Content

  • what content do students need to cover? What are the goals in covering this content?
  • what sources of content are necessary? Who should find, evaluate, and apply these sources: me or the students? If the learners, what do I need to provide to enable them to do this?
  • how should the content be structured? Who should do this structuring: me or the learners? If learners, what do I need to provide to help them?
  • what is the right balance between breadth and depth of content for the learners in this specific context?
  • what activities will learners need in order to acquire and manage this content?

Skills

  • what skills do students need to develop?
  • what activities will enable learners to develop and apply these skills? (e.g. thinking, doing, discussing)
  • what is the goal in skill development? Mastery? A minimal level of performance? How will learners know this?

Learner support

  • what counselling and/or mentoring will learners need to succeed?
  • how will learners get feedback (particularly on skills development)?
  • how will learners relate to other learners so they are mutually supporting?

Resources

  • how much time can I devote to each of the components of a learning environment? What’s the best way to split my time?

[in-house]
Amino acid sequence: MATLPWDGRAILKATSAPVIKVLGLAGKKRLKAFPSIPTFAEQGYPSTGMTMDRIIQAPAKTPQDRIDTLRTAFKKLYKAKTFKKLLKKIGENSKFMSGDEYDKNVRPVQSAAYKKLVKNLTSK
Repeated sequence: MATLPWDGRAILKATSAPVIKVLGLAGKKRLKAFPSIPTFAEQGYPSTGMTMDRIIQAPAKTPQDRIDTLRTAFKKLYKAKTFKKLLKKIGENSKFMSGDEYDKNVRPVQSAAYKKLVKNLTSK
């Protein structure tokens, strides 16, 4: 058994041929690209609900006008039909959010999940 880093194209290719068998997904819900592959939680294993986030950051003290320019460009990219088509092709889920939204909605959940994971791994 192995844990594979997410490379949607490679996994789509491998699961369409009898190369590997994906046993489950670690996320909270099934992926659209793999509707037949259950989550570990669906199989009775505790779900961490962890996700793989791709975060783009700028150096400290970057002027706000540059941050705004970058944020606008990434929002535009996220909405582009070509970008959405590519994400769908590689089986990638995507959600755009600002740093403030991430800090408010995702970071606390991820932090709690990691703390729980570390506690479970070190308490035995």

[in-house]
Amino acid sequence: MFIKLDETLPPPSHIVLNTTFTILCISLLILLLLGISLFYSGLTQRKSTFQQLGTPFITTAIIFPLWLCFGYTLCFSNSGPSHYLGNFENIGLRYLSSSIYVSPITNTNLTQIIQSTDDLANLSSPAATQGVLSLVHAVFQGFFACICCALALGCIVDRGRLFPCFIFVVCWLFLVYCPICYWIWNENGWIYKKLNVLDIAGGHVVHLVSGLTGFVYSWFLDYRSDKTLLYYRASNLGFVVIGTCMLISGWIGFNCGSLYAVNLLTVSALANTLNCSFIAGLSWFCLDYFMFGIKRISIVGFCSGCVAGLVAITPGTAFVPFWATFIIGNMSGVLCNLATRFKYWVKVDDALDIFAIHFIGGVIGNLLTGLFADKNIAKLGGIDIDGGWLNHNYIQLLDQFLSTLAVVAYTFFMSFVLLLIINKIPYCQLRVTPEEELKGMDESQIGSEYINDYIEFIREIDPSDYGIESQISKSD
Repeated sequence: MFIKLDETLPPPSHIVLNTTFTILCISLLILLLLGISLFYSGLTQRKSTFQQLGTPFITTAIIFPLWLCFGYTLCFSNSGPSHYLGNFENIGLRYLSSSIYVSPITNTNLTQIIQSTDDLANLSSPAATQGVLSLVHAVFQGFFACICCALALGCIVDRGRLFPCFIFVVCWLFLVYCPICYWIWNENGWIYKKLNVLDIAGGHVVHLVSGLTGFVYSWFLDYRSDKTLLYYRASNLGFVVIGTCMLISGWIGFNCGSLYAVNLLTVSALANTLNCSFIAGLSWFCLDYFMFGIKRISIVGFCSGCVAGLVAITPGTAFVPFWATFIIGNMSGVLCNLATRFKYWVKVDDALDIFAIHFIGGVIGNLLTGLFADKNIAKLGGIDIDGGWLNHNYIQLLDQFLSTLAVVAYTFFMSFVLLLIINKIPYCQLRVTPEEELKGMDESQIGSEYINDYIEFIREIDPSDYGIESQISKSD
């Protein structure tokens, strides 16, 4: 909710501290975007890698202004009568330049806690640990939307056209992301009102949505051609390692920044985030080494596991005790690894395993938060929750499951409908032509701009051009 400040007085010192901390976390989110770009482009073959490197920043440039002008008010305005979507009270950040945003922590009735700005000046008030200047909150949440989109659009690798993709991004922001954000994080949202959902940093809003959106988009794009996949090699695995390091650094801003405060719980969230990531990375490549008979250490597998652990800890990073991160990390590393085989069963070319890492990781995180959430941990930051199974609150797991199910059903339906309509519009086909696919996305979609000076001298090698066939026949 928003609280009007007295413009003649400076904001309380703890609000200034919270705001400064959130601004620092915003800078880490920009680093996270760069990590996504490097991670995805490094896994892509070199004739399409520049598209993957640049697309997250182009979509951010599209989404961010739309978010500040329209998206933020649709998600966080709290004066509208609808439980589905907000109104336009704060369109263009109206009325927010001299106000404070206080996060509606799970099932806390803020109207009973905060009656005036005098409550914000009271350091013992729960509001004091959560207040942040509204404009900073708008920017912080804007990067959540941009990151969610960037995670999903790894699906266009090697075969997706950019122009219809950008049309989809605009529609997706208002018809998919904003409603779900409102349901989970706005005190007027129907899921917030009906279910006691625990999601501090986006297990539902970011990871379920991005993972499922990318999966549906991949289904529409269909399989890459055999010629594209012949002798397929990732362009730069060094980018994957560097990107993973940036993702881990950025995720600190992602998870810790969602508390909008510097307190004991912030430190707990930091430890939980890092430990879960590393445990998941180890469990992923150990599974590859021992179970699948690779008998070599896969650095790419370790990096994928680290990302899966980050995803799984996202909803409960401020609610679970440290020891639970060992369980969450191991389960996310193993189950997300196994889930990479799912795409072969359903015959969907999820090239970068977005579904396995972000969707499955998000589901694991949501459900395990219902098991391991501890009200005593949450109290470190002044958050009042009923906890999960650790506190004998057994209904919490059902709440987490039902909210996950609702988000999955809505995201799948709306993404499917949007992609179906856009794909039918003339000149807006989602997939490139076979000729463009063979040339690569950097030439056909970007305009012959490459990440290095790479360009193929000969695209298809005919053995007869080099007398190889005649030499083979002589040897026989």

• what help will I get from other teaching staff, e.g. teaching assistants, librarians? What is the best way to use them?
  • what facilities will the learners have available (e.g. learning spaces, online resources)?
  • what technology can the learners use; how should this be managed and organized?

Assessment

  • what types of assessment should be used? (formative, essays, e-portfolios, projects)?
  • how will these measure the content and skills that learners are expected to master?

These questions are meant mainly as examples. Each teacher needs to develop and think about what components will be necessary in their context and how best to provide those components.

For instance, I did not include culture as a component. In some contexts, cultural change is one of the most important goals of education. Negative examples of this might include the culture of privilege encouraged in private British boarding schools, or the attempt to replace indigenous cultures with a western culture, as practiced in Canada with aboriginal residential schools. More positive cultural components may be to encourage inclusivity or ethical behaviour. Again, each teacher should decide on what components are important for their learners.